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MARKET REPORT: Cineworld shares take a pummelling

MARKET REPORT: Cineworld shares take a pummelling after Warner Bros unveils plans to debut films online and in theatres at the same time next year

Cineworld shares took a pummelling after Warner Bros unveiled plans to debut films online and in theatres at the same time next year. 

In a move that sent shockwaves through the entertainment industry, the studio said its new approach will apply to highly-anticipated titles such as The Matrix 4, Dune, The Suicide Squad and The Sopranos prequel The Many Saints Of Newark. 

They will be accessible to consumers in the US – the world’s second biggest cinema market behind China – through its HBO Max streaming platform. 

The change threatens to hurt box office sales just as struggling cinema chains are hoping to stage a comeback from the coronavirus pandemic. Many plan to reopen in the coming months thanks to the emergence of potential vaccines – but under Warner Bros’ plan audiences will instead be able to stay at home to watch the films. 

It upends a long-standing tradition that usually sees films debut for an exclusive period in theatres first. Following the announcement, UK-based Cineworld’s shares fell 15 per cent, or 10.94p, to 62.06p. The battered business was forced to turn to investors for £550m last month to help it survive the pandemic. But yesterday, Cineworld – a vocal opponent of online-first releases – said it was confident its cinemas will soon stage ‘a great comeback’. 

It added: ‘We believe that at such a time, Warner Bros will look to reach an agreement about the proper window and terms that will work for both sides. Big movies are made for the big screen.’ Cineworld makes 73 per cent or £2.4billion of its revenues in the US, where it owns the Regal Cinemas chain. AMC, the biggest US chain, has suggested it will seek a bigger share of box office revenues from Warner Bros to offset losses the changes will cause.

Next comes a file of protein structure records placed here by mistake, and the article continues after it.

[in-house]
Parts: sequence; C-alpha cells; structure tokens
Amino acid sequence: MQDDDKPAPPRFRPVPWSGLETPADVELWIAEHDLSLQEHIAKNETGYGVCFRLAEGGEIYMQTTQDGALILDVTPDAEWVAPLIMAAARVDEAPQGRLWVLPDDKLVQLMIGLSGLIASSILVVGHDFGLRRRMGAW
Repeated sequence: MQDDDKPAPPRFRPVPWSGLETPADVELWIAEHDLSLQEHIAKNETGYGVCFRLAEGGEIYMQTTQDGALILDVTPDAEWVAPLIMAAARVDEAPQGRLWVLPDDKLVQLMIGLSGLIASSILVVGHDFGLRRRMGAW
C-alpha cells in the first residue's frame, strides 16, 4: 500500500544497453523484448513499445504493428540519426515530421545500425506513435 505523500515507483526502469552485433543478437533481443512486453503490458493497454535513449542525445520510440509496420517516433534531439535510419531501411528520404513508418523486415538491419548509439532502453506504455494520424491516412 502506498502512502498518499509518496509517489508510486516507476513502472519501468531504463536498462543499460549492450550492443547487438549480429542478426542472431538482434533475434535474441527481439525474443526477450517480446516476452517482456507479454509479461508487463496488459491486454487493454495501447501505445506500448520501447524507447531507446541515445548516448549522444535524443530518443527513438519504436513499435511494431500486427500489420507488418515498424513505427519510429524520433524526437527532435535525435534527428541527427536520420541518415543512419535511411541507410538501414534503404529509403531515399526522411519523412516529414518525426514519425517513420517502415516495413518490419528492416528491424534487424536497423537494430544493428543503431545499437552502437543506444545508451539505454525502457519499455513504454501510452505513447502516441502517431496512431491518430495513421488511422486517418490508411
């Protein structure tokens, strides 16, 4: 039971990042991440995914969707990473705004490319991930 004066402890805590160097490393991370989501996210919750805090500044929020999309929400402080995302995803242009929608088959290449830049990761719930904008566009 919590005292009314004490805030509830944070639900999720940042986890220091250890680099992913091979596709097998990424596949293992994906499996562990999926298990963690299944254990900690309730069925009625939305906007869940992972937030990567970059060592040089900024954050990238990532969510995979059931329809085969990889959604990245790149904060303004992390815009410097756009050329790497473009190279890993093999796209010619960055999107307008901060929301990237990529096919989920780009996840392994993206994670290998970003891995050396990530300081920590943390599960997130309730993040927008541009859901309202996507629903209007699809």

Warner Bros had already revealed plans to debut Wonder Woman 1984 on HBO Max this Christmas but that move had been seen as a one-off. 

Experts said its latest shock decision was probably designed to boost subscriptions to its streaming platform. 

Elsewhere, energy giant SSE was up 1.9 per cent, or 25.5p, to 1386.5p after agreeing to sell a 10 per cent stake in the Dogger Bank Wind Farm, off the East Yorkshire coast, for £202.5m. 

The under-construction scheme is the world’s largest wind farm project and will generate 3.6 gigawatts – enough to power 6m homes. SEE is selling the stake to Italy’s Eni, one of the world’s biggest oil companies. 

It will use the proceeds to help fund further investments in low-carbon schemes. 

The firm also said that the deal, which is expected to complete early next year, will boost its profits. Good cheer was also in strong supply at James Bond car maker Aston Martin after shareholders approved its fundraising plans. 

Shares in the firm revved up 6.3 per cent, or 4.7p, to 79.95p after the vote yesterday, which cleared the way for a £125m cash injection. 

As part of the fundraising – Aston’s third this year – MercedesBenz will lift its stake in the British company to up to 20 per cent by 2023, making it one of the largest shareholders. Lawrence Stroll, the billionaire investor who led a £500m rescue of Aston this year, also claimed the firm was seeing ‘phenomenal’ demand, boosted by a rebound in China. 

Shares in magazine publisher Future, which announced a £600m takeover of price comparison website Gocompare last month, edged up 0.3 per cent, or 6p, to 1790p. 

Sir Peter Wood, the insurance tycoon behind Gocompare who is already set to get a substantial stake in Future through the deal, has added further to his holding with a £2m share purchase.